By Dave Mader and Kristine Rohls
March 1, 2012
The idea that federal agencies should be run more like businesses has been around for a long time. Like lots of management principles it goes in and out of vogue. It’s back in, but this time along with a looming $14.3 trillion national debt and imminent budget cuts across government.
The specifics of managing down the national debt will continue to be the subject of vociferous debate, but one thing nearly everyone can agree on—regardless of political stripe—is that agencies are going to face substantial budget cuts.
If past is prologue, then the concept of optimizing costs through various sourcing models such as shared services will be an important part of the prescription. The reasoning is it’s more cost-effective when another agency under the departmental umbrella provides services such as financial, human resources and information technology management, or
when outside government entities serve as third-party providers.
Is the shared-services model really doable, or is it merely a theoretical pursuit that has little relevance in the real world? It can work—and it gets agencies closer to the long-vaunted commercial model—but only if the entities involved recognize critical differences between public and private sector operations, and how those differences affect outcomes.
Agencies and Congress not only must be cognizant of these differences, but they also must have a strategy for managing them. It’s not so much a matter of government’s unique objectives, processes or expected results, but rather the context. Sometimes this complexity presents challenges, but it also can be positive.
The cost-savings opportunity, for example, is orders of magnitude larger than even the largest corporations could achieve. The federal government spends about $80 billion on IT, and the estimated outlay for federal administrative services is at least that large. Cost savings from financial management and HR systems consolidation projects alone is estimated at $5 billion over 10 years.
Another material difference between the public and private sectors is the constituencies they serve. Both sectors are called on to maximize value while minimizing costs, but for commercial enterprises the path is more straightforward and far less mired in consensus building. Government initiatives are subject to the vagaries of election cycles and shifting political agendas. Federal officials are obliged to appease many masters—legislators, regulators, industry and the electorate—all of whom have some control over the purse strings and many of whom advance contradictory agendas.
The parameters imposed on sourcing decisions are far stricter in the public sector than in the commercial sector.
Offshoring, for example, is simply not an option for government.
In addition, in industry there are incentives for hitting revenue targets and fulfilling terms of service agreements. But considerably less latitude is available in designing such incentive schemes in government, although some models are emerging. A more realistic approach would be to modify the annual performance assessment review process to measure competencies that align with the objectives of shared-services initiatives. To put it plainly, this would mean structuring the review process to reward executives for budget reductions and shedding functions that can be managed more effectively elsewhere. The status quo, although not intended, rewards empire building, which in a larger head count and broader portfolio of functions often equates to career advancement.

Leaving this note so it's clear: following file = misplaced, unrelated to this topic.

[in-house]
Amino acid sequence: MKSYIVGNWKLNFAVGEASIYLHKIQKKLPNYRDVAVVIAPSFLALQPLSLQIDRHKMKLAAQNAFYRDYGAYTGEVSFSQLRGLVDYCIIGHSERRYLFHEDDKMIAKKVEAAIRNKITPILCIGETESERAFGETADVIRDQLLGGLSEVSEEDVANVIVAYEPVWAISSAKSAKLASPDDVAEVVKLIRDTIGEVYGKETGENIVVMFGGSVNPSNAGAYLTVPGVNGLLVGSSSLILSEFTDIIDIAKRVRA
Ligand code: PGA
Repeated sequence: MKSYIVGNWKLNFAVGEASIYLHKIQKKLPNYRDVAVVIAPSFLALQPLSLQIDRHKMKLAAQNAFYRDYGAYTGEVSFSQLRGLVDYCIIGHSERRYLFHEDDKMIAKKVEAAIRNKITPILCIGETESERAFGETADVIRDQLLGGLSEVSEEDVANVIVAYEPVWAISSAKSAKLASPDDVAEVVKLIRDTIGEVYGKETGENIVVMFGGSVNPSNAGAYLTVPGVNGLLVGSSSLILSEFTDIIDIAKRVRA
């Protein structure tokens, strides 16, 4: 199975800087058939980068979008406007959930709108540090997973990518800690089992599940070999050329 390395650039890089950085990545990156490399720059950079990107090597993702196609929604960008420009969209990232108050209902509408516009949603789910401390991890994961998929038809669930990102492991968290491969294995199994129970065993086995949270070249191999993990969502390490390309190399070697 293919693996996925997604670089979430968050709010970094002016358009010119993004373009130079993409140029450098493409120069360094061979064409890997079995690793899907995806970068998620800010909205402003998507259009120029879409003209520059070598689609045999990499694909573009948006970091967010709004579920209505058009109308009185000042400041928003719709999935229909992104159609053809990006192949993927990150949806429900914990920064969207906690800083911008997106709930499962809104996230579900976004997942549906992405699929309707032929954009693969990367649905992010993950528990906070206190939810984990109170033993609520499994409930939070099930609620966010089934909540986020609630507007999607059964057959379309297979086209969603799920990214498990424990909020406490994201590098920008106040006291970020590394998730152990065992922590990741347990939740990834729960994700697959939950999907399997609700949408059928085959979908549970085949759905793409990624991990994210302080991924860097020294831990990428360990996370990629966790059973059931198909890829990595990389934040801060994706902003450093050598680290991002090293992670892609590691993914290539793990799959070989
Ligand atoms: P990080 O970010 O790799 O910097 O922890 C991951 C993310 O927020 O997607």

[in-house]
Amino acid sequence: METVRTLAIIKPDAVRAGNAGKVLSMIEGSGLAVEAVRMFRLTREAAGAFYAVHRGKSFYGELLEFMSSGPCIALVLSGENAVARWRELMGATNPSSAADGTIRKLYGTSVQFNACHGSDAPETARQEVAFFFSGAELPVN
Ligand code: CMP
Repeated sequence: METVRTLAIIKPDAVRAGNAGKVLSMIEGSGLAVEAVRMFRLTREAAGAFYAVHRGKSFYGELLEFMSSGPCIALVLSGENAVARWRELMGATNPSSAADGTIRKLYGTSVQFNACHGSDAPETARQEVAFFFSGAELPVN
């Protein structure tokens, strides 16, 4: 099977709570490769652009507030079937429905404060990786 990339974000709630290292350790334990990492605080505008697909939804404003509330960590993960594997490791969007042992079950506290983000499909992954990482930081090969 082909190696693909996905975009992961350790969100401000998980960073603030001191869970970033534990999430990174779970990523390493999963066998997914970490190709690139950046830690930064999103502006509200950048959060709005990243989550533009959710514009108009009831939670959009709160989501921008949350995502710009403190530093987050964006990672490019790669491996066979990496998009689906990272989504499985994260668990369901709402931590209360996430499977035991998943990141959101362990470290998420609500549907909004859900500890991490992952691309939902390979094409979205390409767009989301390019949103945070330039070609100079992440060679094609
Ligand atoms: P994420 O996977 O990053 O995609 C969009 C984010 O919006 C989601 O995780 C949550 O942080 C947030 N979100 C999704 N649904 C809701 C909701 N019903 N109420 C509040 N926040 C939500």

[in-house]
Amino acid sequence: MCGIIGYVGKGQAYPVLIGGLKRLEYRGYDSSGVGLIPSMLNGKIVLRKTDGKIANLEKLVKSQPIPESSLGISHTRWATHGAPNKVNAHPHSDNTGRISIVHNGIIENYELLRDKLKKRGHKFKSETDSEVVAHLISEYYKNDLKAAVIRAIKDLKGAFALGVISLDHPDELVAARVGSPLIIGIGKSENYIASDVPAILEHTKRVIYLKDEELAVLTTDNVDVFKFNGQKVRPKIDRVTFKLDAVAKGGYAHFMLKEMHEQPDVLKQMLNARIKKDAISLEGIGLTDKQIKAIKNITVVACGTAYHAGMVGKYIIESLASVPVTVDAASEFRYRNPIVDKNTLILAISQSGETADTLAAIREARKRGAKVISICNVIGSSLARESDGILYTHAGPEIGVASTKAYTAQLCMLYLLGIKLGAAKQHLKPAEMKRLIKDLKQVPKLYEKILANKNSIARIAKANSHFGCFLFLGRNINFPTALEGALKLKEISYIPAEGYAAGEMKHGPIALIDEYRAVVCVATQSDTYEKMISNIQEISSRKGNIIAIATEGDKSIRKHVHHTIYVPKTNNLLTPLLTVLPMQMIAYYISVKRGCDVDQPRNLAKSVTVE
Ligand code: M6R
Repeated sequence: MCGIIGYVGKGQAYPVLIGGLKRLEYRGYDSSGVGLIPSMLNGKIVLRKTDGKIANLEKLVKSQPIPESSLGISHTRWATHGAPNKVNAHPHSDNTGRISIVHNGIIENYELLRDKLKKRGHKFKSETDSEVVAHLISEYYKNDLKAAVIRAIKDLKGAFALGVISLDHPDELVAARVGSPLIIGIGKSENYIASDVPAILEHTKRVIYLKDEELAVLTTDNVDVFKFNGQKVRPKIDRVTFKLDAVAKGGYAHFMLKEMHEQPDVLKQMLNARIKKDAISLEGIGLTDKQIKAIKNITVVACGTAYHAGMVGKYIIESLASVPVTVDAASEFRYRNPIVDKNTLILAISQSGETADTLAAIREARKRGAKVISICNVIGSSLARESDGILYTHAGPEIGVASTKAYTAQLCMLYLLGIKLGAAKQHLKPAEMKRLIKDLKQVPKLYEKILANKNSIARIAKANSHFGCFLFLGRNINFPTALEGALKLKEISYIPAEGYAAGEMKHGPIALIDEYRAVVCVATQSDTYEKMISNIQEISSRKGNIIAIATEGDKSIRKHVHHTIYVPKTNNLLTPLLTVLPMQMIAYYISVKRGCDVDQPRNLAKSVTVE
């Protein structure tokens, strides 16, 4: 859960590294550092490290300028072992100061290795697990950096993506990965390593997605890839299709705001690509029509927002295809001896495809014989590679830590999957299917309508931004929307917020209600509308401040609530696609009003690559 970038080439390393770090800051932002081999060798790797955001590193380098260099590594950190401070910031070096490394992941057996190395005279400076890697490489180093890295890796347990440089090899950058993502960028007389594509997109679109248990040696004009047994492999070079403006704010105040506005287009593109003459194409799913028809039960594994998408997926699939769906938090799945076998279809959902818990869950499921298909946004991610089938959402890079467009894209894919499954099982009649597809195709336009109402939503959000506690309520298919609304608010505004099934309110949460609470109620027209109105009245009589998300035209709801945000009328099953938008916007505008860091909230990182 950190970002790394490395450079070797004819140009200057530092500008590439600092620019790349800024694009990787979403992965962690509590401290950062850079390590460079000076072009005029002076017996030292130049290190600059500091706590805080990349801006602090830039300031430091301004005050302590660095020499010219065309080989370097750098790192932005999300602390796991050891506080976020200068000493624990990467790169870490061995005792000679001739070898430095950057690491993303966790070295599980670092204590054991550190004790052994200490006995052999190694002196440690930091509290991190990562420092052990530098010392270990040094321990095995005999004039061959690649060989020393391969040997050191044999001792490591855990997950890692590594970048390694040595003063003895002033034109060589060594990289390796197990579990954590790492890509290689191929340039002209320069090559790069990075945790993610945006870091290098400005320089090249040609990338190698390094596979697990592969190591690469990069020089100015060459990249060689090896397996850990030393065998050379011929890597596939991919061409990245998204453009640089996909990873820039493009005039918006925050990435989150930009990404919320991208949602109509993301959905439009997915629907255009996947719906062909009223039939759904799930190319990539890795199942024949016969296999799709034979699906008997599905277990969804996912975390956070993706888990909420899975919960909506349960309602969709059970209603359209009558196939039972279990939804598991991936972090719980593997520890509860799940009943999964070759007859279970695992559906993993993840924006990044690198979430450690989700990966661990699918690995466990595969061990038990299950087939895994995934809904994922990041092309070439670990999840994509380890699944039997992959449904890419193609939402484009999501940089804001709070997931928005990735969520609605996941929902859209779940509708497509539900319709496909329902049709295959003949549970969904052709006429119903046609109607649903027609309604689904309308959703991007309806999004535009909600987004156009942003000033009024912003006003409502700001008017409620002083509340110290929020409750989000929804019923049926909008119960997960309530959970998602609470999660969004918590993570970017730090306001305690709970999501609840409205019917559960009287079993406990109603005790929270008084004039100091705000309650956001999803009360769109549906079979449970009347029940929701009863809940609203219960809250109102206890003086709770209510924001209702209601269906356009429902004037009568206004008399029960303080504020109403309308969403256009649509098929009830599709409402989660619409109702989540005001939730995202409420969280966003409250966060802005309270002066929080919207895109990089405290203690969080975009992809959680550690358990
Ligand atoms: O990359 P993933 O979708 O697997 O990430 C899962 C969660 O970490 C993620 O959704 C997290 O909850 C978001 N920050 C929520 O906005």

Understanding the differences between government and industry is only a start. Sourcing decisions require getting the mechanics right.
Agencies identified as centers of excellence act as fee-for-service providers to other agencies. Together, the customer agency and the service provider agency draw up an agreement or memorandum of understanding specifying the services to be delivered, the requirements and parameters, the unit cost and total cost, the cost assessment methodology, and the time frame for delivery.
Federal agencies have not typically used traditional chargeback mechanisms, which measure actual spending, to develop budgets and to pay service providers, instead relying on demand management. Executives and managers across government, however, are seeking more effective and accurate methodologies for managing service relationships and costs in a way that drives measurable standards. Service-level agreements, for example, are a fine thing, but are enforceable only when pre-defined financial incentives and penalties are in place.
Once the ink is dry on a new business relationship with the provider agency or commercial firm, the real work of implementing the agreement and monitoring progress begins. Successful agreements start at the top and remain a priority for senior leaders.
Performance indicators must be identified, tracked and communicated, and benchmarks and best practices monitored routinely. The notion of measuring the cost of specific services is relatively new to federal agencies, but it is essential in determining whether the organization is best served by insourcing or outsourcing.
There is no doubt that government is starting down the road to optimizing administrative services from a difficult position. Agencies are rife with nonstandardized and manual processes supported by a patchwork of legacy IT applications in multiple locations. Many are decentralized, where bureaus and offices operate as separate businesses with their own budgets.
But an immense prize awaits these agencies, and by extension their tax-paying constituents, if they take the necessary steps to set out on the right path.
Kristine Rohls and Dave Mader are leads at Booz Allen Hamilton who work with federal agencies to streamline technology and administrative operations.
By Dave Mader and Kristine Rohls
March 1, 2012